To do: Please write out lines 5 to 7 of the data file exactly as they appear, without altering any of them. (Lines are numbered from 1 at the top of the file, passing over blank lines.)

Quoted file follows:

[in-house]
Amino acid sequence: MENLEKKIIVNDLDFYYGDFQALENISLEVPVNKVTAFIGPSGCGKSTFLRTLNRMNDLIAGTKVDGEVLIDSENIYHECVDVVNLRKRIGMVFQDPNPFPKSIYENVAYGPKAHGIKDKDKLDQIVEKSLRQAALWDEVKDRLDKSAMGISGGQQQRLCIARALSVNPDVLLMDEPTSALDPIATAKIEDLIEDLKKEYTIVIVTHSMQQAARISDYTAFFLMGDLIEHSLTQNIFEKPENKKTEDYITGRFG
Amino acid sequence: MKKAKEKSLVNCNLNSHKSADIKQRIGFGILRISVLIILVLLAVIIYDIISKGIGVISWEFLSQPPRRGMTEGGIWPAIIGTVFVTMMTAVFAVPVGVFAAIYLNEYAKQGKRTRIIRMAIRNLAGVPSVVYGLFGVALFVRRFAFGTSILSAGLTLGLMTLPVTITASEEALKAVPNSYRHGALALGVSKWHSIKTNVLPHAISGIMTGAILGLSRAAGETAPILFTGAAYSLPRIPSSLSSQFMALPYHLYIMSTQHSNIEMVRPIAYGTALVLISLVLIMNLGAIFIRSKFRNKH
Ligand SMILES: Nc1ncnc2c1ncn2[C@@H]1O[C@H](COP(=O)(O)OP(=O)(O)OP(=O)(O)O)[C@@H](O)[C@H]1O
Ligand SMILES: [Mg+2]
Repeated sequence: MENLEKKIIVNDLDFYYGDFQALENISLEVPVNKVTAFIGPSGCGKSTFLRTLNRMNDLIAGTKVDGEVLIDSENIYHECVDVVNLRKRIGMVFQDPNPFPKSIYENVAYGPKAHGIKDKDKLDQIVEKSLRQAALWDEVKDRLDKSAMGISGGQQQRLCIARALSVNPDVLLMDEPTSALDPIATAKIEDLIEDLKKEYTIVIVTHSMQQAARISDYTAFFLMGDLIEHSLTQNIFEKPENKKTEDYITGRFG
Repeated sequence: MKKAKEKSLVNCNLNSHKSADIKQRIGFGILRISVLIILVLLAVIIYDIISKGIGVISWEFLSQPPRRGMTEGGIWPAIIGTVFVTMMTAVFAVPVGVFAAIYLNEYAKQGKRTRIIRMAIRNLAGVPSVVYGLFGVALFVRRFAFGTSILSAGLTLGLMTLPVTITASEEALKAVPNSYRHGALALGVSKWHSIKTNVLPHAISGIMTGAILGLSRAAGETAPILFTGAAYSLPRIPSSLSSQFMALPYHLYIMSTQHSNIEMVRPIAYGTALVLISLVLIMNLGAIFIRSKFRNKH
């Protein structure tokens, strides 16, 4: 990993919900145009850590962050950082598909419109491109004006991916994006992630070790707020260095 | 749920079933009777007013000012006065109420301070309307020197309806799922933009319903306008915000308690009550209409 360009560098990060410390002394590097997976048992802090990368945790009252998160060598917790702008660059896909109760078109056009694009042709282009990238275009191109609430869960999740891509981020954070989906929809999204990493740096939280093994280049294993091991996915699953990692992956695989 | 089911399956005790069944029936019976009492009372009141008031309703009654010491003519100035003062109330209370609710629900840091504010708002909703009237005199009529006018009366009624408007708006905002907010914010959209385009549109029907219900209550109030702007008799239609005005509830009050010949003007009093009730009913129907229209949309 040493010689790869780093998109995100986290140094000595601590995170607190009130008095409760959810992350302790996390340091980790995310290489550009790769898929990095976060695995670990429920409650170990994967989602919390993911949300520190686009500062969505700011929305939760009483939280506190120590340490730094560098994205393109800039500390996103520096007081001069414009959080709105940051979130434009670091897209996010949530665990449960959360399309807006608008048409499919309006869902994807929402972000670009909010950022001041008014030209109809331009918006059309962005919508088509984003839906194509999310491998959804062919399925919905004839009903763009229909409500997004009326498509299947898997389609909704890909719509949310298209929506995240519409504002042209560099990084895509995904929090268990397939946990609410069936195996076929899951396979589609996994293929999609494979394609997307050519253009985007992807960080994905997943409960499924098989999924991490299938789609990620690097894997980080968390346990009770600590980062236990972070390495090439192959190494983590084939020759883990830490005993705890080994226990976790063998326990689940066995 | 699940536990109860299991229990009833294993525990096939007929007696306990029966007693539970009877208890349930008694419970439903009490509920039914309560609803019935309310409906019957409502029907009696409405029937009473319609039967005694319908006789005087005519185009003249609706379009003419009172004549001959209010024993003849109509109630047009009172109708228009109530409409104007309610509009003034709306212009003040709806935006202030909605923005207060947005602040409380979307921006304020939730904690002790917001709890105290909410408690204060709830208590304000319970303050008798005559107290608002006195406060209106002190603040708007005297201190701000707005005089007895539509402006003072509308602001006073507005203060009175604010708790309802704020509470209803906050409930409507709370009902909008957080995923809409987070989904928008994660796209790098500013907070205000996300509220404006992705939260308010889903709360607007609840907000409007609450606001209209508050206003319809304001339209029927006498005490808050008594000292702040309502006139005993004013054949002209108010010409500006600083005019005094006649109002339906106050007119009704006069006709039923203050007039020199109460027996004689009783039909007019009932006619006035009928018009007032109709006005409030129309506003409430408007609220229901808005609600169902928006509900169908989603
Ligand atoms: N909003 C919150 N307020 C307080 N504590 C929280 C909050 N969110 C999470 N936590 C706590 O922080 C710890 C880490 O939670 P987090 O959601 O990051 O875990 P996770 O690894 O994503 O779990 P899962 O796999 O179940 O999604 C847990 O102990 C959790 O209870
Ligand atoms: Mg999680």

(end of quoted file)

Ligand SMILES: [Mg+2]
Repeated sequence: MENLEKKIIVNDLDFYYGDFQALENISLEVPVNKVTAFIGPSGCGKSTFLRTLNRMNDLIAGTKVDGEVLIDSENIYHECVDVVNLRKRIGMVFQDPNPFPKSIYENVAYGPKAHGIKDKDKLDQIVEKSLRQAALWDEVKDRLDKSAMGISGGQQQRLCIARALSVNPDVLLMDEPTSALDPIATAKIEDLIEDLKKEYTIVIVTHSMQQAARISDYTAFFLMGDLIEHSLTQNIFEKPENKKTEDYITGRFG
Repeated sequence: MKKAKEKSLVNCNLNSHKSADIKQRIGFGILRISVLIILVLLAVIIYDIISKGIGVISWEFLSQPPRRGMTEGGIWPAIIGTVFVTMMTAVFAVPVGVFAAIYLNEYAKQGKRTRIIRMAIRNLAGVPSVVYGLFGVALFVRRFAFGTSILSAGLTLGLMTLPVTITASEEALKAVPNSYRHGALALGVSKWHSIKTNVLPHAISGIMTGAILGLSRAAGETAPILFTGAAYSLPRIPSSLSSQFMALPYHLYIMSTQHSNIEMVRPIAYGTALVLISLVLIMNLGAIFIRSKFRNKH